Sudden Death in Athletes – Not so Rare!
The leading medical cause of death in athletes is Sudden Cardiac Arrest (SCA). Although the purpose of the athlete Pre-Participation Exam (PPE), including review of the patient and family medical history and a brief physical exam, is to identify cardiovascular abnormalities that could progress to SCA, recent research has shown that the PPE does a particularly poor job of identifying risks. Conventional wisdom has proclaimed that including an Electrocardiogram (ECG) into the PPE to aid in finding those at-risk athletes is difficult, SCA is a rare event, and faulty initial evaluations (false positives) lead to unnecessary costs that would bankrupt the nation. But, as in most areas of health and science, technology and research can herald a new era. It’s time to take a fresh look at the value that can be garnered from the low-cost and highly sensitive ECG.
Who’s at Risk?Many screening organizations are reporting meaningful data on detection rates for cardiac abnormalities. It’s common to find that 2-3% of all participants actually have an ECG abnormality, compared to approximately 30 % of all participants who report abnormal findings in their medical history. Most of these abnormalities are unlikely to lead to SCA or disqualification from sports, but a significant number of them will impact the health of the participants over the course of their lives. Early detection can have a very positive impact on their lifetime health management. About 10 % of the abnormal group, or 1 in about 250 participants, have abnormalities that are strongly associated with SCA and follow-up is highly recommended. Risks are also stratified by gender, ethnicity and sport:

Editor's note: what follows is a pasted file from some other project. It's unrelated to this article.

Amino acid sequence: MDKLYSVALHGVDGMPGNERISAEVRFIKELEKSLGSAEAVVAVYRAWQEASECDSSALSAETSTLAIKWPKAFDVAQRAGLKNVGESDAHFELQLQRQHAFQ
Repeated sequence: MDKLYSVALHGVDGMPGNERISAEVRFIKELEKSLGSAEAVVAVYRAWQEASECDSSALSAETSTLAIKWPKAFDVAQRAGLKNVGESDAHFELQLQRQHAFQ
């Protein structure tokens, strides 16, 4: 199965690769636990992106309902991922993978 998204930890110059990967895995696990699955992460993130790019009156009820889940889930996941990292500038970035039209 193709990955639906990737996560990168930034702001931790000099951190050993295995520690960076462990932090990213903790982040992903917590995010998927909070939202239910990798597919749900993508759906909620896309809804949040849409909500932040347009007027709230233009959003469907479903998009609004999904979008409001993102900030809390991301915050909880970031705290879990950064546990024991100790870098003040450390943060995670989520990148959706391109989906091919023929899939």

|6.7x||Men's Basketball||All Sports|
Where Do We Start?
Available budget resources will guide how you begin a screening program that includes ECG. We recommend that you initially gain experience and proficiency screening the higher-risk sports, with considerations for gender and ethnicity, with the goal of potentially saving the most lives possible with the available resources. As efficiency and organizational support grow, you can extend the screening to a broader segment of your athletes. The total cost of an ECG should be in the $10-$25 range, depending upon your providers – a fraction of the cost of a pair of athletic shoes.
What ECG system should we use?
Dr. Hadley has over 30 years of hands-on experience blending customer needs with information technology through research and development. He spent nine years as Vice President of Research and Development for Quinton Cardiology. In this role, Dr. Hadley was responsible for rebuilding the engineering team, establishing robust new product architectures and developing the next generation of Quinton and Burdick diagnostic ECG products.